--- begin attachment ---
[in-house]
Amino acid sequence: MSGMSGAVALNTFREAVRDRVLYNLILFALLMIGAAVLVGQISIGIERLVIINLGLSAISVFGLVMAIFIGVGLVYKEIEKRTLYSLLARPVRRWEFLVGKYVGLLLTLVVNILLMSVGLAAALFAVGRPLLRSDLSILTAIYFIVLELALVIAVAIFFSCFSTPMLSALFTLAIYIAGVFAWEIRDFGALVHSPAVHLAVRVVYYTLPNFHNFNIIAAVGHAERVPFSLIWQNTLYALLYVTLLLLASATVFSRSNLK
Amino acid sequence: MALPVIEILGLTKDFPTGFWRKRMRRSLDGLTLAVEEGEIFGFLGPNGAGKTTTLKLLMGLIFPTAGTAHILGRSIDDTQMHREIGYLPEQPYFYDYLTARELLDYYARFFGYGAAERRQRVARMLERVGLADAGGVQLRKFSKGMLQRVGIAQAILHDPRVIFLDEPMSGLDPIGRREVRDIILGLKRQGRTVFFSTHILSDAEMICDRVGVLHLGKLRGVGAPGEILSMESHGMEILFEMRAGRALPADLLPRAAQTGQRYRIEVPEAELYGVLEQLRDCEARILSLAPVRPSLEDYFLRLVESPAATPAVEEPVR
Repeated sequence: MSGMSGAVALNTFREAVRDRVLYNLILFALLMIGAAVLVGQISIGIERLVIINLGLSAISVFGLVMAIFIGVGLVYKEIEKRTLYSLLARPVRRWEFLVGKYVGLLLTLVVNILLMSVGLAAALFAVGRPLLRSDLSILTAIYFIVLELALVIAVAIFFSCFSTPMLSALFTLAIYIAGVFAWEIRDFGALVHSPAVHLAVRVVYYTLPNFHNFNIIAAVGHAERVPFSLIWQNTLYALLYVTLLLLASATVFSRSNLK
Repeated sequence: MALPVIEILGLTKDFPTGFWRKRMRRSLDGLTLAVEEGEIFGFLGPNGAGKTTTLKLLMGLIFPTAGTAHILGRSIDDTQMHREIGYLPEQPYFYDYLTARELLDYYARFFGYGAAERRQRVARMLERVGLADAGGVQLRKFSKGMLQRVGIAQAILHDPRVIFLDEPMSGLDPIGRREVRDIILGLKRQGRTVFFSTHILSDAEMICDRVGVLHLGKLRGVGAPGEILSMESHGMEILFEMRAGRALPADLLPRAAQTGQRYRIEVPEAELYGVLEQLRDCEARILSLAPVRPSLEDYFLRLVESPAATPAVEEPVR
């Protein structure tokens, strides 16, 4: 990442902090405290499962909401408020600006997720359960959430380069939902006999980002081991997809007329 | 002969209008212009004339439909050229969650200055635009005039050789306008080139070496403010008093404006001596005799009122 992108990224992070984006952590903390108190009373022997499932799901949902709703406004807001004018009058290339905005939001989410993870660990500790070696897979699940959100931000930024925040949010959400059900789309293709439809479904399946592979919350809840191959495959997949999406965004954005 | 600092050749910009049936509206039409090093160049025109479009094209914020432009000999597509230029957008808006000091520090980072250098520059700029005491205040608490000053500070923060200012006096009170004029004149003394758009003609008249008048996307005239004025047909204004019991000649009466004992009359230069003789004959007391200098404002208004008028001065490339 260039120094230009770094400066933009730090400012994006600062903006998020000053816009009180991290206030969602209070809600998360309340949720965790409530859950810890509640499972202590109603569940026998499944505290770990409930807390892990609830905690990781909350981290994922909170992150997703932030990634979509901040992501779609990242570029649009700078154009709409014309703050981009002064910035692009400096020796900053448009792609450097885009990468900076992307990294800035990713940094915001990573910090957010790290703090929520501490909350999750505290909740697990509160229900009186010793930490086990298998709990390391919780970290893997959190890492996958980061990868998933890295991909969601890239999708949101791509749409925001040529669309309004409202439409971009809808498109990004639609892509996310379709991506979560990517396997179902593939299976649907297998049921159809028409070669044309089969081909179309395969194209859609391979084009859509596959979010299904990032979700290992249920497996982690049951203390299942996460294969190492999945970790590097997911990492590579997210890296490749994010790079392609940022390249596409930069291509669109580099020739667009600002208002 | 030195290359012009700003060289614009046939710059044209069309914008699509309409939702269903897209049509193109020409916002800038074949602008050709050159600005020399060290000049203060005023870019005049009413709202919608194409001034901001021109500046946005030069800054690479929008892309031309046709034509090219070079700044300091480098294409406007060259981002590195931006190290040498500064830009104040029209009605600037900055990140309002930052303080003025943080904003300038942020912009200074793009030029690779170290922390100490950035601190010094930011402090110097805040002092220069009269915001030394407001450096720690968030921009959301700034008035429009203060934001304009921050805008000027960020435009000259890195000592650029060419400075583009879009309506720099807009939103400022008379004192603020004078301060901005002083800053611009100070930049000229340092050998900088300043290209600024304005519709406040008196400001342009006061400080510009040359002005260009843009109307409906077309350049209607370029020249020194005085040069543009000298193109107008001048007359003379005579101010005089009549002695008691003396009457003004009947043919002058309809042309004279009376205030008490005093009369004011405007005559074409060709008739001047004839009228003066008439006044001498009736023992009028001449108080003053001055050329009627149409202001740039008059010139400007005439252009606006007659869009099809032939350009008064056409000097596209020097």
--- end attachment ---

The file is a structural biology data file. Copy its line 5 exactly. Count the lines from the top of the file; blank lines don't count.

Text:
Repeated sequence: MALPVIEILGLTKDFPTGFWRKRMRRSLDGLTLAVEEGEIFGFLGPNGAGKTTTLKLLMGLIFPTAGTAHILGRSIDDTQMHREIGYLPEQPYFYDYLTARELLDYYARFFGYGAAERRQRVARMLERVGLADAGGVQLRKFSKGMLQRVGIAQAILHDPRVIFLDEPMSGLDPIGRREVRDIILGLKRQGRTVFFSTHILSDAEMICDRVGVLHLGKLRGVGAPGEILSMESHGMEILFEMRAGRALPADLLPRAAQTGQRYRIEVPEAELYGVLEQLRDCEARILSLAPVRPSLEDYFLRLVESPAATPAVEEPVR